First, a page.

installing a requirement without its dependencies

I’m the author of a package called “my_pkg”, which depends on another package called “dep_pkg”. However, dep_pkg has its own dependency called “huge_pkg”, which is big and complicated to install. In fact, dep_pkg can run fine without huge_pkg.

How can I make it so that running “pip install my_pkg” installs dep_pkg but not huge_pkg?

The authors of dep_pkg are not willing to put huge_pkg in extras_require (because they want it to be installed by default), but they would agree to put an opt-out via env var in

if not os.getenv('SKIP_HUGE_PKG'):

My idea was that in my_pkg’s, I could set the env var before calling setup():

os.environ['SKIP_HUGE_PKG'] = '1'

According to my testing, sometimes this works, sometimes not. It looks like each package’s command is launched in a subprocess via pip’s call_subprocess, so env vars don’t carry over.

Any ideas how I can make this work? I know I could tell my users to set SKIP_HUGE_PKG in their shell before doing pip install my_pkg, but that has its own drawbacks.

Or is there a way other than using env vars? Like passing some flag in install_requires like no-deps to install my requirements without their dependencies?

Thank you!

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There are many things that would probably work but no simple, straightforward technique comes to mind.

Maybe you could consider publishing your own huge_pkg, on an alternative index. This huge_pkg of yours would be empty (i.e. a with an empty list of packages packages=[]), and would have a version number that satisfies dep_pkg's dependency requirement. Your users would need to install your huge_pkg first (probably with --index-url), then your my_pkg.

So this is one technique I can think of right now. There are probably others…

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This is essentially my use case from Adding a default extra_require environment:

I’m not sure if that thread was really winding around to some conclusion, but it seems to be a common enough desire that some kind of solution would be worth finding.

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The current best practice to the use case is to create two packages, say my-pkg and my-pkg-core. The “core” package contains the actual code most of the metadata, and can be used if huge-pkg is not wanted, while the other contains no code and declares dependency on my-pkg-core and huge-pkg. For each new version, you’d make one release of each package, with my-pkg depending on the exact same version of my-pkg. This sounds complicated, but it would make this a tooling issue—which anyone can fix—instead of a specification one, which would require a lot of delibration and enough enthuthism (which no-one has yet to express on this topic) to push the discussion to the end.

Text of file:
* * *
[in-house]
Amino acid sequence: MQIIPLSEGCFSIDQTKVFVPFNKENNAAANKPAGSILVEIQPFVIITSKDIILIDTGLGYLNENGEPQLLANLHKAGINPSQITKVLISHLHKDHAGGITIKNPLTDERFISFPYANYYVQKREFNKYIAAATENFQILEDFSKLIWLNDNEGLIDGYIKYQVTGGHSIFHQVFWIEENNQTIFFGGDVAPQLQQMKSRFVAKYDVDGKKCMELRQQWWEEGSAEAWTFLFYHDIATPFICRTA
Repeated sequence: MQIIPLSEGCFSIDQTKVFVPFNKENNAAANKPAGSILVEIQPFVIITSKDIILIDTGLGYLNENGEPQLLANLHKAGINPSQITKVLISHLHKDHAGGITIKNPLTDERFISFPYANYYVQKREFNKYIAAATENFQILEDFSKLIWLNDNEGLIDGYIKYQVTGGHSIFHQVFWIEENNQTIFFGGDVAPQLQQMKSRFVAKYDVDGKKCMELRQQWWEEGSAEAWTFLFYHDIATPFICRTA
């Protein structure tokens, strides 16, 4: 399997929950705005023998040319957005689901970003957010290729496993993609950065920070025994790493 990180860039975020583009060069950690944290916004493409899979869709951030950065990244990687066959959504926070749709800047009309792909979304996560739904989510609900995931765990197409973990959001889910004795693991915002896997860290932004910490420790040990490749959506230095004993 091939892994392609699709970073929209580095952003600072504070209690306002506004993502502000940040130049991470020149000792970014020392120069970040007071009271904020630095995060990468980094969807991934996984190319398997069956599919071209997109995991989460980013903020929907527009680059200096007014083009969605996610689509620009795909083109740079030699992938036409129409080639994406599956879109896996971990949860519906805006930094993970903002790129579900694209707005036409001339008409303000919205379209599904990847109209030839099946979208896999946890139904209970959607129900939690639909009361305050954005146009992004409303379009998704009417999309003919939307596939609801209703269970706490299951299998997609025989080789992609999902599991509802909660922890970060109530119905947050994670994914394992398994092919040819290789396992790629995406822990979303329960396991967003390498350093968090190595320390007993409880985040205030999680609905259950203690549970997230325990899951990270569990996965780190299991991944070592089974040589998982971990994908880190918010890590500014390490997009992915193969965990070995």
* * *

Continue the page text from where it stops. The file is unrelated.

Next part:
Thanks all for the replies!

@sinoroc, your suggestion gave me the idea of bundling the fake package’s installer directly in my own package. I created a file ‘shims/huge_pkg/’ that just contains:

from setuptools import setup

    name="huge_pkg", version='3.0.1', packages=[],

Then in my package’s, I pass:

  'huge_pkg @ ' + Path(__file__).parent.joinpath('shims/huge_pkg').as_uri(),

This appears to work on both Windows and Linux. When dep_pkg installs, it says Requirement already satisfied: huge_pkg.

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Oh… Not exactly what I had in mind, but if it works for you, give it a try. Honestly this is not a technique I would recommend, at least not without testing it thoroughly first. In particular I would be a bit worried when installing from wheels. Direct references in dependency requirements (the bit after the @), are not supported everywhere, as far as I can remember. PyPi would reject such distributions, if I am not mistaken. I guess, if you distribute only via git repository or something like that it might work. Build isolation might also get in the way though (relative paths would not point to the right thing anymore, for example).

Another question, your my_pkg really requires dep_pkg, or can it be made into an optional dependency requirement?


Thank you @sinoroc for mentioning these issues! I have learned a bit more about wheels and now I do see your point. Maybe distributing my_pkg as a tar.gz would work though. Anyway I guess I need to think about it some more.

As far as I know, installers (build front-ends), tend to build a wheel of every sdist (*.tar.gz) they install, so that they can reuse that wheel for subsequent installations. So if you rely on the execution of the at install-time, there is a good chance that it will be executed only on the first installation. Additionally, such builds usually happen in isolation nowadays, so the execution of the would happen outside of the target (virtual) environment. Although in some installers I think it is possible to deactivate the build isolation. I am not sure on all the details, so you can try it and it might be good enough for your needs, but I am not too optimistic about this kind of things as a long term solution.

There really isn’t any good, comfortable solution to your issue, that I can think of. All require some tricks, one way or another.

That is really too bad. Without knowing much about the actual libraries it is hard to make an opinion, but it looks like moving this huge_pk to an extra would be the right thing to do. Maybe they can be convinced to change their mind, @effigies pointed to a whole discussion on the topic and @uranusjr described a potential solution.

An OK solution to these problems is normally to introduce a third package.

Where you have “foo”, which depends on “foo-core”, and “foo-huge”, but is otherwise empty. Then people who don’t want “foo-huge” can just install “foo-core” directly, everyone else gets everything by default.